Five Favourite Romantic Comedies

When Harry Met Sally

Many may simply remember Rob Reiner’s film for the much-imitated Meg Ryan scene, but When Harry Met Sally is so much more than a fake orgasm. Witty, intelligent and above all wonderfully human, Rob Reiner’s depiction of two people who meet, become friends, and eventually become lovers is a delight. Billy Crystal and Meg Ryan are a joy to watch: Crystal’s quick fire quips matched with Ryan’s often neurotic manner make for great banter between the two.

Benny and Joon

Whilst Johnny Depp may be best known for his over-the-top performance as Captain Jack Sparrow in the hugely successful, ultimately trashy, Pirates of the Caribbean series, there is still little doubt that Depp is a fine actor, more than capable of turning in truly subtle performances. In the heart-felt, moving Benny andJoon, Depp plays the charismatic, engaging Sam, gifted with performing physical comedy. The mentally-ill, intelligent Joon wins possession of Sam in a poker game against Sam’s cousin, who finds Sam’s obsession with cinema, along with his tendency towards unusual quirks, an irritation. Sam attempts to understand Joon’s illness, with the majority of the film’s narrative concerning itself with the unconventional relationship between the two. It is the tender nature of their relationship that ensures Benny and Joon rises above the usual rom-com fare.

(500) Days of Summer

Told unusually from the perspective of male protagonist Tom (Joseph Gordon-Levitt), (500) Days of Summerbeautifully details the idealistic nature of love, and the subsequent decline of a relationship that is based on such ideals. Tom, upon meeting Summer, entirely subscribes to the concept of ‘the one’, believing her to be his soul-mate. (500) Days of Summer both deconstructs this ideal, whilst at times reinforcing it, resulting in both cynicism and optimism.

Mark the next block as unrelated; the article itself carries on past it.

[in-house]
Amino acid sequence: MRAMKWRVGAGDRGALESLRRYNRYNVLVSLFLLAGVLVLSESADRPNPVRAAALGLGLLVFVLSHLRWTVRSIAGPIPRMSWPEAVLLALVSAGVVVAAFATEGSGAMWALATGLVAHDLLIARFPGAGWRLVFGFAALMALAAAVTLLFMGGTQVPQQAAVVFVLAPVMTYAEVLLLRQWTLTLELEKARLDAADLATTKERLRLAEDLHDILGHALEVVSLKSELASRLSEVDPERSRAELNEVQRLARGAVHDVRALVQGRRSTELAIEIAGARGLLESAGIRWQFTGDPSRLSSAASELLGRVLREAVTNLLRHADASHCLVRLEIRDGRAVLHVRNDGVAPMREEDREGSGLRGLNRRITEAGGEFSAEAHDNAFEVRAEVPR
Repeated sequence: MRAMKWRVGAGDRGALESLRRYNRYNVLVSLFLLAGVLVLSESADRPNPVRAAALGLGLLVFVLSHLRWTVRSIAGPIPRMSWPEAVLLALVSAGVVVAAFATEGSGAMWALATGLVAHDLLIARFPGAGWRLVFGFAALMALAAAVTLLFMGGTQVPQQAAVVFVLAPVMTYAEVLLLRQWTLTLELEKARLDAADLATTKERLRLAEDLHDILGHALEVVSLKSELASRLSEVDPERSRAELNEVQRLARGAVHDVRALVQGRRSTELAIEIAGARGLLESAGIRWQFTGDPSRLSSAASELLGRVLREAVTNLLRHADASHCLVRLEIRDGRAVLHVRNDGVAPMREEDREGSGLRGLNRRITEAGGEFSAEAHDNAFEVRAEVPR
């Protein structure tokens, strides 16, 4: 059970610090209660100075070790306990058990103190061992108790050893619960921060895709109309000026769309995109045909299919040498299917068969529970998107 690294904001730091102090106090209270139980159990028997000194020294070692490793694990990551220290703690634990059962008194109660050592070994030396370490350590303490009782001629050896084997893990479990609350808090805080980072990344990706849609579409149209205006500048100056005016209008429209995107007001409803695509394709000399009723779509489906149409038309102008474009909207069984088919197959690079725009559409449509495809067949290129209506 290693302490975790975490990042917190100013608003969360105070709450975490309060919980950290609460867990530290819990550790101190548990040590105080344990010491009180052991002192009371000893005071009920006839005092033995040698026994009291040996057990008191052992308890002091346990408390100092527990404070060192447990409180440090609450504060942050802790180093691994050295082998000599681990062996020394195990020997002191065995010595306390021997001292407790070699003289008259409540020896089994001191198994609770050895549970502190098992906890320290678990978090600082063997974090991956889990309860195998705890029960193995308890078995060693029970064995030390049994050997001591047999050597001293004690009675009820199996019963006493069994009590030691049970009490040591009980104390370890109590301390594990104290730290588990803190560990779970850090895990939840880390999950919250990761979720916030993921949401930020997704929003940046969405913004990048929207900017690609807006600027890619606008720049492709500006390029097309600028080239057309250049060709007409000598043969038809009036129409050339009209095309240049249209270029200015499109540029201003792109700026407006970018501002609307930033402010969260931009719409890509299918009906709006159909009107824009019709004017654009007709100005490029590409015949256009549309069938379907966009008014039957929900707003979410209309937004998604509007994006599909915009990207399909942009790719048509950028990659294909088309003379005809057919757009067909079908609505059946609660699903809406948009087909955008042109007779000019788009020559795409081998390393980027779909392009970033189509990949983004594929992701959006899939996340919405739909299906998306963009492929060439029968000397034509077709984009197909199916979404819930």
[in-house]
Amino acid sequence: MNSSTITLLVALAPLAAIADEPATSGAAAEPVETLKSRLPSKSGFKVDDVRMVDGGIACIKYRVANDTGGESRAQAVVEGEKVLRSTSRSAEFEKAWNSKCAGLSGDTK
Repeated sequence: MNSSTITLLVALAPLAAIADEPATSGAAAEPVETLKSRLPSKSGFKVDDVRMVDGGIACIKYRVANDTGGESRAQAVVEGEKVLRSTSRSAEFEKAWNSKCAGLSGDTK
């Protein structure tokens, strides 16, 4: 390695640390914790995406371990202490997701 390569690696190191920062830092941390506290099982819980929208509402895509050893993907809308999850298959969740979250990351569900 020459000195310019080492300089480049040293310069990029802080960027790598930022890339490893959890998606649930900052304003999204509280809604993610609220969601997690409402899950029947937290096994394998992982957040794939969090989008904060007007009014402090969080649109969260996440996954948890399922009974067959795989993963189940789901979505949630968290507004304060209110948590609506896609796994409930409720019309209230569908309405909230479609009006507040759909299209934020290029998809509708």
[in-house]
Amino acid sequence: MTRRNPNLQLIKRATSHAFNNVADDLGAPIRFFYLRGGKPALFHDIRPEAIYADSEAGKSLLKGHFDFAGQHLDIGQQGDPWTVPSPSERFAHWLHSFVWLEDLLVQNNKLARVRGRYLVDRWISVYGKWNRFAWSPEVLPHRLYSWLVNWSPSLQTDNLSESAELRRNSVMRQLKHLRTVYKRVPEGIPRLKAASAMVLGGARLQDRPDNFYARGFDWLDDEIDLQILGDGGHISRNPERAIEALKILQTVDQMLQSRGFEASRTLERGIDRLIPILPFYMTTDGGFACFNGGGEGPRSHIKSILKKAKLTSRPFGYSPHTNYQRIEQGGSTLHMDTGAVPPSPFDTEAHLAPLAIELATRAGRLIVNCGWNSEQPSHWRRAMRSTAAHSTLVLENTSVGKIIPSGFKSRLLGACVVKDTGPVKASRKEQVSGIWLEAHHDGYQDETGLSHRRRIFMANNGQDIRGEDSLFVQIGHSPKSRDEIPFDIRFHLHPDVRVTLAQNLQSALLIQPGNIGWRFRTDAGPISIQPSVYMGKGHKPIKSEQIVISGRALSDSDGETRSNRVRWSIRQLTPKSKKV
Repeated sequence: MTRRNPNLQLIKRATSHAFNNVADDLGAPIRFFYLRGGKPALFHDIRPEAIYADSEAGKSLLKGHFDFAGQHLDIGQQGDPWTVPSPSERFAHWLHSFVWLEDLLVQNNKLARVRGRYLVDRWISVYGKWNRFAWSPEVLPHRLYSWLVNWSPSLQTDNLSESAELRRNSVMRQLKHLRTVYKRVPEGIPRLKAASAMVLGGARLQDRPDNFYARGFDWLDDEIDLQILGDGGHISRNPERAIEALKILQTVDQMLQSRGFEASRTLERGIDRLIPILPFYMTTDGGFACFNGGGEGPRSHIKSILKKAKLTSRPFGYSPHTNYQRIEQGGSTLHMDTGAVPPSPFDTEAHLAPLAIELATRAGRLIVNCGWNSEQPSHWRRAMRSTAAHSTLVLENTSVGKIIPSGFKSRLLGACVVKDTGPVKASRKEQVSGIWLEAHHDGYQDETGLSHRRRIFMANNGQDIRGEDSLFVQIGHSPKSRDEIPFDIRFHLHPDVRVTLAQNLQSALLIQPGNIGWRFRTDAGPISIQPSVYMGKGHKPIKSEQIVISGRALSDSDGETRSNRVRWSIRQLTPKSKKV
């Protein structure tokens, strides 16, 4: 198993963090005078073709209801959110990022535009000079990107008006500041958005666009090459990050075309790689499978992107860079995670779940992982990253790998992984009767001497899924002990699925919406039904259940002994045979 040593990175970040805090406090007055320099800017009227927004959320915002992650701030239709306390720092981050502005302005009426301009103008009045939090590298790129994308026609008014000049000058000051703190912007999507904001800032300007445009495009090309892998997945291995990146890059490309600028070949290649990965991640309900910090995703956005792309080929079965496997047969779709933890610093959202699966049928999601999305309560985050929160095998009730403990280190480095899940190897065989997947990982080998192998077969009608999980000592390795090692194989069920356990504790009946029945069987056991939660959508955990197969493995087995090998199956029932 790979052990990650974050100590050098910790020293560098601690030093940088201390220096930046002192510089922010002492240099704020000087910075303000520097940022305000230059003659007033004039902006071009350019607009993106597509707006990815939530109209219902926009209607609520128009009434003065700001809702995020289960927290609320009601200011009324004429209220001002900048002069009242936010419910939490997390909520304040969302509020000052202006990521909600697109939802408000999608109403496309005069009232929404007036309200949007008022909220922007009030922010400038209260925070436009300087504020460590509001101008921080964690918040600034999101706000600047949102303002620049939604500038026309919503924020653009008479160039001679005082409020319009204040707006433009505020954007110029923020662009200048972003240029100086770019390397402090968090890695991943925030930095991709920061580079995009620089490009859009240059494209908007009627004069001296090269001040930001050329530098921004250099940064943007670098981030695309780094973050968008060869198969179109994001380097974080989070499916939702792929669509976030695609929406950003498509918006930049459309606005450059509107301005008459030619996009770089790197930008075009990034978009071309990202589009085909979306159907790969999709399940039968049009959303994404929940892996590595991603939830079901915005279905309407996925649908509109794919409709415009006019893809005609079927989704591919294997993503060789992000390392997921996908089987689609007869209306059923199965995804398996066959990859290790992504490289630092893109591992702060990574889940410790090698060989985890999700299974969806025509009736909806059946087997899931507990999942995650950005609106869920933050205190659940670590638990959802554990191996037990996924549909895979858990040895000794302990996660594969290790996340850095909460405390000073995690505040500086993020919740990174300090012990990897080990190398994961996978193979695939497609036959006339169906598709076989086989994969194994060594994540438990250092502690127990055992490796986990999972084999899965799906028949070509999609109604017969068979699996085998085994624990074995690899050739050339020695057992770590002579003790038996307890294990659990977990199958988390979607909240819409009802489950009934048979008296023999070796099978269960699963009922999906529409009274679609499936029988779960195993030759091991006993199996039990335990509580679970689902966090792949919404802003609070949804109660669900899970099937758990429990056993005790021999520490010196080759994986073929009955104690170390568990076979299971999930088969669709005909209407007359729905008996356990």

10 Things I Hate About You

Loosely based on Shakespeare’s The Taming of the Shrew, 10 Things I Hate About You is undoubtedly cliché ridden, but that merely enhances its appeal. Its clichés are knowing and often used for comedic purposes; the viewer is encouraged to laugh at the film in its most clichéd moments. A perfect cast, including Julia Stiles and the wonderful Heath Ledger, 10 Things I Hate About You is genuinely funny, engaging and ever-enjoyable.

Baby Boom

Entirely a product of the 80s, Baby Boom is unusually feminist in its message. Diane Keaton plays J.C. Wiatt, a successful career woman entrusted with the young baby Elizabeth, after Elizabeth’s parents (relatives of J.C.’s) are killed in an accident. Much of the film concerns itself with J.C.’s attempts to reconcile her current lifestyle with the needs of a young baby. Unusually, whilst J.C. is certainly forced to compromise her previous lifestyle, she finds through adapting that she can ‘have it all’: a child, a partner, and a successful career in her own right. Keaton is a pleasure to watch, and the film itself, despite its context, feels ever-relevant and ever-agreeable.

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